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BIOL 2420: Evidence-Based Research in Medical Microbiology

Evidence-based practice modelThe best library assignments are those that use a variety of resources including books, journal articles, internet sites, and even videos or audiocassettes. We encourage you to use all of these sources for this paper. Books should provide some excellent background on your topic. You may apply for a library card and request materials online. We hope you will take full advantage of the many resources our libraries offer.

Learning to do effective research in the medical literature is a key component of evidence-based practice (EBP) in medicine. Find out more about what evidence-based medicine is and how it applies to various allied health fields.


You are required to write an evidence-based research paper on a chronic disease purported to have been induced by infectious microbes. Examples include: CHD/CVD, multiple sclerosis, and cervical, prostate, and lung cancer. Other conditions include diabetes, hypertension, CFS, cystic fibrosis, AD, CJD; among many others. Your paper will have to demonstrate an in-depth understanding of the causal agent, pathogenesis of the condition, it's pathophysiology, diagnosis, and probable treatment, if known. The paper should also explore the disease or condition's epidemiology, prognosis, and feasible but practical current preventative measures.


Format: 12 point font, double spaced, with standard margins
Length: Minimum, 10 pages with a minimum of 5 sources (The cover sheet and References page are excluded from the paper's minimum length.)

Contact Professor Makukutu for questions about your assignment.

 Librarian Talk about Books! 
  • Apply online for a library card.   Use  the barcode number from your Lone Star College ID or library card to:
    1) Place a Hold on a book 
    2) Access databases from home. 
  • The catalog is online. This includes all Lone Star College System college libraries as well as Montgomery County public libraries.  The library catalog also contains links to eBooks through the eBook Collection.  
  • eBook Collection - is a library of online books available on or off campus.  It is a library on your computer.

More about...Finding Books (31 sec.)

Check our online catalog or search the eBook Collection to find titles like these. Focus on specific diseases or concerns. You can limit your search in the catalog by Collection (Reference, Electronic Books, Circulating Books) or by Location (Lone Star College-Kingwood Library) - just select from the boxes at the bottom of the main search screen.
Suggested Reference Books
Reference RC 111 .I516 2008  Lerner, B.W. & Lerner, K. L. (Eds.). (2008). Infectious diseases: In context (Vols. 1 - 2). Detroit: Thomson Gale.
QR 41.2 .B88 2011  Engelkirk, P. G. & Duben-Engelkirk, J. (2011). Burton's microbiology for the health sciences. Philadelphia: Wolters Kluwer Health.
Stat!Ref - a collection of medical reference books, available 24/7. Use the barcode number from your Lone Star College ID or library card to login from off-campus. Search through all the reference books or select AAFP Conditions from A-Z from the list of books on the left menu and select the link under the search box "Search within this title." for a good overview of most diseases. Still looking for a disease to research? Use the table of contents links below the book title to browse!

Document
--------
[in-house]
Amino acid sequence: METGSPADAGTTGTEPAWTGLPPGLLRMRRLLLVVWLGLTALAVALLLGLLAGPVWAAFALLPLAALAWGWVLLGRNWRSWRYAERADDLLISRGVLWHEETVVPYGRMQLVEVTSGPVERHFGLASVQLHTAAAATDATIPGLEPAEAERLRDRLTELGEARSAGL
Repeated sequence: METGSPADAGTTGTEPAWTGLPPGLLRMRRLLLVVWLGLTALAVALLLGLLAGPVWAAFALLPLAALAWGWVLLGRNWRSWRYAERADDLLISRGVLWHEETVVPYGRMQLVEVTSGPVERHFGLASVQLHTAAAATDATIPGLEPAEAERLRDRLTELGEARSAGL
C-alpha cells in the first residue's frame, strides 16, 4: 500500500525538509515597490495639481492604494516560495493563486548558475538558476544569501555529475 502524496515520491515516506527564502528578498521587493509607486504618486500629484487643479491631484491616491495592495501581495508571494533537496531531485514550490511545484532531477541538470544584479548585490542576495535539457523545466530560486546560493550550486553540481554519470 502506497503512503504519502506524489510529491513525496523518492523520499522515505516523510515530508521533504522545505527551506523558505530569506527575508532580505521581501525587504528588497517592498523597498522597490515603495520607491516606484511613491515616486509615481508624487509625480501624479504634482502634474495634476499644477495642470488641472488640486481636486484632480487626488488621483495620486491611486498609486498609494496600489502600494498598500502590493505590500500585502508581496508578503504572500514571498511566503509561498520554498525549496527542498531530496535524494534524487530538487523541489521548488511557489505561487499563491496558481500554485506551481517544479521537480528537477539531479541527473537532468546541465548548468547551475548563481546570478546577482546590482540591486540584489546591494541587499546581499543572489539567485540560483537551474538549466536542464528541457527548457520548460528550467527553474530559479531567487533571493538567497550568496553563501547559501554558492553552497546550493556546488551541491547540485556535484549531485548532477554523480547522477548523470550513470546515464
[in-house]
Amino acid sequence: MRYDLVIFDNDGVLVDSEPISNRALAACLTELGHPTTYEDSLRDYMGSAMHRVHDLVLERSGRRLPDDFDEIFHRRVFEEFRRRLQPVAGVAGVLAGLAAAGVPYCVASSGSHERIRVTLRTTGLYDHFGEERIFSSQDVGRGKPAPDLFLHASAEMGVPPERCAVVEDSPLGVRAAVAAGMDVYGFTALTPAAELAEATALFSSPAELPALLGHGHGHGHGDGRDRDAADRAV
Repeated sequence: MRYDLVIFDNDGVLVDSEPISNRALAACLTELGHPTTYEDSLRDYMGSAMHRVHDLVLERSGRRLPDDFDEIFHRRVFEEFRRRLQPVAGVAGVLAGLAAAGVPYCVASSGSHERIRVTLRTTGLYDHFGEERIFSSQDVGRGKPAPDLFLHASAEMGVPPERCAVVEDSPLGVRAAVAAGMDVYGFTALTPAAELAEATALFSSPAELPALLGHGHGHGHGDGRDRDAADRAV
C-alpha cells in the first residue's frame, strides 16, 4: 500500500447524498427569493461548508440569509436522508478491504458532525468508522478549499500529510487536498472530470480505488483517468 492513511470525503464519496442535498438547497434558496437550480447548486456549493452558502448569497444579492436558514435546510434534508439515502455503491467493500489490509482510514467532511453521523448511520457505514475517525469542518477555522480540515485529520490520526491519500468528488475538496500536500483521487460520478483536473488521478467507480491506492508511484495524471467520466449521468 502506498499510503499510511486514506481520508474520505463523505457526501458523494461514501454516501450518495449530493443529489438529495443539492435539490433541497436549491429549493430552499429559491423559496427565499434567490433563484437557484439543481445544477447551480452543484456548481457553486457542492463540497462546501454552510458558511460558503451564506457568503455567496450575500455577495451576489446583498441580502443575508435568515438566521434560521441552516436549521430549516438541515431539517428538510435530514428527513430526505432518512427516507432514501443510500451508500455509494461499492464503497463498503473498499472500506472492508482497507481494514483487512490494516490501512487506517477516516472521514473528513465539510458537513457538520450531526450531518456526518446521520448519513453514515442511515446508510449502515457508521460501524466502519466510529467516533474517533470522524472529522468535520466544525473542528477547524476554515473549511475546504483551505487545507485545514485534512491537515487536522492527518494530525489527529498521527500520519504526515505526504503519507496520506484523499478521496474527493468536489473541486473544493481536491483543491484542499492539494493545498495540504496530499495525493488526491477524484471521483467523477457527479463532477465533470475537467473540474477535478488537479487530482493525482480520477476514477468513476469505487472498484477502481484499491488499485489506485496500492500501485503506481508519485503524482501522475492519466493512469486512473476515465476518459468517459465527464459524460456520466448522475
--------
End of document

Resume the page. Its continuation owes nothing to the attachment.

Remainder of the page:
Circulating Books

RA 643 .R42 2009   Miller, K. (Ed.). (2009). Resurgent diseases: Opposing viewpoints.  Detroit: Greenhaven.
RC 268.57 .C357 2011  Campbell, K. (2011). Infectious causes of cancer: A guide for nurses and healthcare professionals. Chichester, West Sussex, UK: Wiley-Blackwell.
RC 377 .I29 2010   Iezzoni, L. I. (2010). Multiple sclerosis. Santa Barbara, CA: Greenwood.
RC 660 .C4635 2011  Vella, A. & Rizza, R.A. (Eds.). (2011). Clinical dilemnas in diabetes. Chichester, West Sussex, UK: Wiley-Blackwell.
netLibrary eBook   Motaki, K., Bahal O'Mara, N., & Kapoian, T. (2011). An illustrated guide to infection control. New York: Springer. *NetLibrary is now the eBook Collection; however, existing links in the catalog will still use the former name of the database.
Stat!Ref   Dale, D.C. (Ed.). (2007). Infectious diseases: The clinician's guide to diagnosis, treatment, and prevention. New York: WebMD. *Internet links (URL) to all eBooks are located directly below the subject headings in the book record.  For off-campus access, enter the 14-digit barcode number from your LSCS ID or library card.

JOURNALS: Finding current articles using databases

Librarian talk about Finding Journal Articles!

As you begin, narrow your topic to a size that you can manage.  Consider keywords that will help you find the information you need. These can be names of a specific respiratory diseases, or broader identifying terms such as respiratory care, respiratory disease, or lung disease.  Use these keywords for locating information in the library catalog, electronic databases, and on the internet.   Keywords will include the name of the disease your have chosen, signs and symptoms, treatment, therapy, drugs or psychopharmacologic treatment, and interventions; also consider the age of the population you are focusing on.

Electronic databases are purchased by the libraries for your research use to find articles in newspapers and journals, letters, reference books, illustrations, photographs and more. If you want an article that is not full-text, please email the correct bibliographic information to our Reference Librarians and they will see that you get the article. The libraries need full bibliographic information - plus your name and address. Send your phone number and email as well, so you can be contacted.